Keeping the syntax and the need to memorise syntax simple

Emacs has the visual substitution feature. I found it cool when I first learned about it, but after two hours, reached the conclusion that I liked to see the bare text and not deal with yet another abstraction layer in my mental models.

  (global-prettify-symbols-mode 1)
  (defun bluerose-prettify-global ()
    (dolist (pretty-symbol
               ("->" . 8594)            ; → 
               ("=>" . 8658)            ; ⇒
               (">=" . ?≥)
               ("<=" . ?≤)          ;Might be bad with Scala.
               ;; (">=" . (?\s (Br . Bl) ?\s (Bc . Bc) ?≥))
               )) (push pretty-symbol prettify-symbols-alist)))
  (defun bluerose-prettify-lisp ()
    (dolist (pretty-symbol
               ;; ("lambda" . 955) ; λ
               ("reverse" . ?⮌)
               ;; ("->" . (?\s (Br . Bl) ?\s (Bc . Bc) ?🠊))
               ;; ("->>" . (?\s (Br . Bl) ?\s (Br . Bl) ?\s
               ;;               (Bc . Br) ?🠊 (Bc . Bl) ?🠊))
               ("->" . (?- (Br . Bc) ?- (Br . Bc) ?>))
               ("->>" .  (?\s (Br . Bl) ?\s (Br . Bl) ?\s
                              (Bl . Bl) ?- (Bc . Br) ?- (Bc . Bc) ?>
                              (Bc . Bl) ?- (Br . Br) ?>))
               ;; ("apply" . ?👁)           ;Funny
               ("map" . 8614)           ; ↦
               )) (push pretty-symbol prettify-symbols-alist)))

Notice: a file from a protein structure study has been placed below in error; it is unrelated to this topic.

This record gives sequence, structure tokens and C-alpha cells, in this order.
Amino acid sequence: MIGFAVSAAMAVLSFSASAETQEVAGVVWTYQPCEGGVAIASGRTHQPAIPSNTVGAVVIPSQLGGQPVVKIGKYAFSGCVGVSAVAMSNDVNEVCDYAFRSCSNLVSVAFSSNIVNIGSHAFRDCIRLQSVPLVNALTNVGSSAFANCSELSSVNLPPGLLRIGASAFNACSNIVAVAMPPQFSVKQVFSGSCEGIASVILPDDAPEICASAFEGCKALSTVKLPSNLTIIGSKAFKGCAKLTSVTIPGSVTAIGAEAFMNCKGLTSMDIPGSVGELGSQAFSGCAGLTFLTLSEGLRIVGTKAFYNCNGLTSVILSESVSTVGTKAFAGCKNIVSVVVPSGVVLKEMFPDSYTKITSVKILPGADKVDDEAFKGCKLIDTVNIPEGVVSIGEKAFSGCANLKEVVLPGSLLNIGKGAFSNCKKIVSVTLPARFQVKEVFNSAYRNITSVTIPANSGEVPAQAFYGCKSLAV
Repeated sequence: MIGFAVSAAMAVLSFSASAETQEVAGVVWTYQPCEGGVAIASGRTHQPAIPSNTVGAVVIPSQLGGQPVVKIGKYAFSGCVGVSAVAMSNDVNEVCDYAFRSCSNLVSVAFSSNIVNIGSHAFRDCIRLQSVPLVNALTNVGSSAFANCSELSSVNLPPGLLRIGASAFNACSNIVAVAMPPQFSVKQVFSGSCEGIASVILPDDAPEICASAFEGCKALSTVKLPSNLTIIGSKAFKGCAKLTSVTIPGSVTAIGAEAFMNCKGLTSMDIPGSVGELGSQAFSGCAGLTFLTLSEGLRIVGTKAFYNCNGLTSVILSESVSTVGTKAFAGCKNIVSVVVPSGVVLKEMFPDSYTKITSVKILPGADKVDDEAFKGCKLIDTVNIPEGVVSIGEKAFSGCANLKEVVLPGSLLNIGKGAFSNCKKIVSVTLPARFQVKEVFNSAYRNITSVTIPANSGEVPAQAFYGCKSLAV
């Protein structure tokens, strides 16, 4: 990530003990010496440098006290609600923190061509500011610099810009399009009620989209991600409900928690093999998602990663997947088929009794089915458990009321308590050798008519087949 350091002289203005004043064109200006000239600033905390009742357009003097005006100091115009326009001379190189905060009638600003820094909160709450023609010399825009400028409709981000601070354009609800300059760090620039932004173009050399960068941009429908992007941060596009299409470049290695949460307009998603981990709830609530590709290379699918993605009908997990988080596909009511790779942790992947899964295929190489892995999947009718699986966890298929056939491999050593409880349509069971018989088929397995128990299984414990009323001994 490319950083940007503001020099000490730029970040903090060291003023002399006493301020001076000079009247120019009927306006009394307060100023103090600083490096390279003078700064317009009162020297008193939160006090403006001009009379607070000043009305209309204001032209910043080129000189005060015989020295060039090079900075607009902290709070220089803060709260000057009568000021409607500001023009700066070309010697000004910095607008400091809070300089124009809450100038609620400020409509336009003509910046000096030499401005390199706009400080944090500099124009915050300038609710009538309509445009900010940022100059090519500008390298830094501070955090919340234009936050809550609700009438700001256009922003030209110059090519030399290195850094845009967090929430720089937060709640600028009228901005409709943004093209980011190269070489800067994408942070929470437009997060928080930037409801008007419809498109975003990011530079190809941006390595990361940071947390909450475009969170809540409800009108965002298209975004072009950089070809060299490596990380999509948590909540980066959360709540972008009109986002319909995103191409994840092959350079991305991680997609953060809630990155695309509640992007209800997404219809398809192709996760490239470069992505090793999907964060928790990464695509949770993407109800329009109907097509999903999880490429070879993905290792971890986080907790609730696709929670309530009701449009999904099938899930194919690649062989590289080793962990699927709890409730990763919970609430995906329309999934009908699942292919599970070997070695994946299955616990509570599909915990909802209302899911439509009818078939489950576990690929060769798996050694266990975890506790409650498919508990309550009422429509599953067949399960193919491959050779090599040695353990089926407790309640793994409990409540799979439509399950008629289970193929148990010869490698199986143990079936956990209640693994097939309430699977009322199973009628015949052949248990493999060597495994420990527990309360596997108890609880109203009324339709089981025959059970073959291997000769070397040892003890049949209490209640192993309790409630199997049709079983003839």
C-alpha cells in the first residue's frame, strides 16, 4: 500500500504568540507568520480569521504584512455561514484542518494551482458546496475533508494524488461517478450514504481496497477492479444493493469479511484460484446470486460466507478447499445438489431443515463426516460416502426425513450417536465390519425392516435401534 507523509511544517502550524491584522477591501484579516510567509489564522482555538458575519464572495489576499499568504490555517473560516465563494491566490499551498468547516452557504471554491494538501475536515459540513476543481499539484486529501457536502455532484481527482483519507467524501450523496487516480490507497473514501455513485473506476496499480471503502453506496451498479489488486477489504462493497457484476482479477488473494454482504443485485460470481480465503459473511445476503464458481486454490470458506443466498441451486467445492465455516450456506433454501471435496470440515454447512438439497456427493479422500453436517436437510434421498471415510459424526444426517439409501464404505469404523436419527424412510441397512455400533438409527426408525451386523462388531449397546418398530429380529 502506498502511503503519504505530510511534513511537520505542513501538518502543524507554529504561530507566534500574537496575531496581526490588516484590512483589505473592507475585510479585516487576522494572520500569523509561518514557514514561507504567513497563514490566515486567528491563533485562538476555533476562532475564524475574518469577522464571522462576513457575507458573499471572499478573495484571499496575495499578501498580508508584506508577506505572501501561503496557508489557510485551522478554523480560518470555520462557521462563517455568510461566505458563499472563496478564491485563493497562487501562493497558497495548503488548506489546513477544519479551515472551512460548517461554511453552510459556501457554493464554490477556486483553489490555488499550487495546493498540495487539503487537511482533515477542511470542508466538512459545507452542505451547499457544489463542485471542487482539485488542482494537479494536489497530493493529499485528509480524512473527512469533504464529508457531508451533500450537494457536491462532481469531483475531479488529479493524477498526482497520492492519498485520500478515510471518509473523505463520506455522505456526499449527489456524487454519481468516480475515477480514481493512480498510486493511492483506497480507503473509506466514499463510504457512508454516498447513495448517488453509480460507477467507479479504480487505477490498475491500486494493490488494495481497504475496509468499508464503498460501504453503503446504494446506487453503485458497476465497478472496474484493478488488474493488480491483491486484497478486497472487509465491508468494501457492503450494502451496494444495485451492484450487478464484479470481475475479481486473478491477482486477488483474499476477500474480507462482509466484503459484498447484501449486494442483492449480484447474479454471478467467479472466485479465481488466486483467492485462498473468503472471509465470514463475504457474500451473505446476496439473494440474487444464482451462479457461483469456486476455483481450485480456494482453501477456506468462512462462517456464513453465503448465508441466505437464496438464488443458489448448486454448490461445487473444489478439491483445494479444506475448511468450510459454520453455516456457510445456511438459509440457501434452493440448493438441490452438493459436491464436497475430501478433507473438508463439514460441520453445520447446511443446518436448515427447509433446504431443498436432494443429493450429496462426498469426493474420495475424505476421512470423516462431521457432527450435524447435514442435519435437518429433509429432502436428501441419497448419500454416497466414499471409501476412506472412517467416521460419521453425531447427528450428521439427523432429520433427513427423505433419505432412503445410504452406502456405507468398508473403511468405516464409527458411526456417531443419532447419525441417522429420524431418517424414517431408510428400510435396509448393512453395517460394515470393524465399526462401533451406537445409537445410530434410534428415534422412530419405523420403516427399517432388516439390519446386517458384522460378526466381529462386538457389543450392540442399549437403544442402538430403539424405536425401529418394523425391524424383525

(add-hook 'clojure-mode-hook #'bluerose-prettify-lisp)

@mkitti: thank you. The mention of Eclipse always reminds me of Jason Fruit’s words “the word “Eclipse” in a programming context (or a literary one, for that matter) fills me with dread; in my mind, Eclipse is a pig strapped to a dog strapped to a whale.:slight_smile:
@NightMachinary: That’s cool, but yes, even I’d want to see the actual text. My suggestions were more along the lines of retaining familiar syntax across languages and having a smoother typing flow. Anyway, on a “prettify” note, there’s somebody who actually put symbols into d3.js code (var λ = spherical[0], φ = spherical[1], cosφ = Math.cos(φ);). See the d3_geo_cartesian function in this page.

Ahaha, I love this community. OP asks to use common parlance syntax, us Julians dream about using another uncommon syntax.

I share the love for (more) mathematical syntax. And I guess this (whole thread) really shows something about the Julian community.

To be clear about the mathematical syntax, unicode is fully accepted in Julia and we have a unicode entry mechanism using LaTeX names and tab completion:

julia> ϕ = π/6; cos(ϕ)

julia> λ = 3

julia> τ = 2π

julia> τ/2

julia> for color ∈ ["red","blue","green"]


Thats cool!

PSA written: PSA: Julia is not at that stage of development anymore


I do like being able to use Unicode characters in Julia, however, I fail to see the point of using instead of in in Julia, especially for for loops (I think it makes a bit more sense for set operations).

I think everybody understands what in means, and how to enter it with their REPL or editor.
takes four characters to type even with the Julia REPL instead of 2.
It takes 3 bytes instead of just 2 in the file.



In my opinion the major appeal of over in comes when negated. I rarely use it for loops, but I’m rather unconcerned about the extra bytes in the file or the extra characters to type.